In addition to inflation and interest rates, currency exchange rates are often used to measure a country’s economic level. Currency exchange plays an important role in inter-state trade, where most of the countries in the world today are involve in free-market economic activities. For investment companies and foreign investors, the exchange rate will affect the return and investment portfolio.
The exchange rate of a country’s currency is relative, and expressed in comparison with the currencies of other countries. Of course, the exchange rate changes will affect the trading activities of both countries. A stronger exchange rate will cause the country’s export value to be more expensive, and imports from other countries are cheaper, and vice versa. Here are 6 factors that can affect the movement of currency exchange rates between 2 countries:
1. Differences in inflation rate between 2 countries
A country with a consistently low inflation rate will have a stronger currency exchange rate than a higher inflation country. The purchasing power of the currency is relatively larger than other countries. At the end of the 20th century, countries with low inflation rates were Japan, Germany and Switzerland, while the United States and Canada followed later. Currency exchange rates of countries with higher inflation will be depreciate compare to their trading partner countries.
2. Differences in interest rates between 2 countries
Interest rates, inflation and exchange rates are closely link. By changing the interest rate, a country’s central bank can affect inflation and currency exchange rates. Higher interest rates will cause the country’s currency demand to increase. Domestic and foreign investors will be attracted by a bigger return. But if inflation returns high, investors will come out until the central bank raises interest rates again. Conversely, if the central bank lowered interest rates it will tend to weaken the exchange rate of the country’s currency.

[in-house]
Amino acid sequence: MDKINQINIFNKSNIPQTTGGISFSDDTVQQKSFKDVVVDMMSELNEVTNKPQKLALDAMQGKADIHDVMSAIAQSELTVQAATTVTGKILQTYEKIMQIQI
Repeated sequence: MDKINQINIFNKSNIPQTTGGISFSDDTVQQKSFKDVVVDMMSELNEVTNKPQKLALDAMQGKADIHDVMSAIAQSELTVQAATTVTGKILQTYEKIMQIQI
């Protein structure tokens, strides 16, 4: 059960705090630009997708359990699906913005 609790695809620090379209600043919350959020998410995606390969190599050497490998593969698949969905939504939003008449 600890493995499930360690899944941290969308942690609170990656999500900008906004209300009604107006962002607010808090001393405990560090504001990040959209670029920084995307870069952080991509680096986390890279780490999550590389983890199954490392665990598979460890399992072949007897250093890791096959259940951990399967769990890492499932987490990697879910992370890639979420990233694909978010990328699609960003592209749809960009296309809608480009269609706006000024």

3. Trade balance
The trade balance between the two countries contains all payments from the sale and purchase of goods and services. A country’s trade balance is called a deficit when it pays more to its trading partner country than the payments earned from trading partner countries. In this case the country needs more currency trading partner countries, which causes the exchange rate of the country’s currency against its partner country weakened. The opposite is called a surplus, where the exchange rate of the country’s currency strengthens against the trading partner country.
4. Public debt (Public debt)
A country’s domestic budget balance is also used to finance projects for public and government interests. If the budget deficit then the public debt swell. High public debt will cause an increase in inflation. The budget deficit can be closed by selling government bonds or printing money. Things can get worse if a large debt causes the country default (default) so that the debt rating down. High public debt will obviously tend to weaken the exchange rate of the country’s currency.
5. Ratio of export price and import price
If export prices increase faster than import prices then the exchange rate of the country’s currency tends to strengthen. Demand for goods and services from the country is rising which means the demand for its currency also increases. The reverse situation for import prices is rising faster than export prices.
6. Political and economic stability
Investors will certainly look for countries with good economic performance and stable political conditions. Countries with unstable political conditions will tend to be at high risk as a place to invest. The political situation will have an impact on economic performance and investor confidence, which will ultimately affect the exchange rate of the country’s currency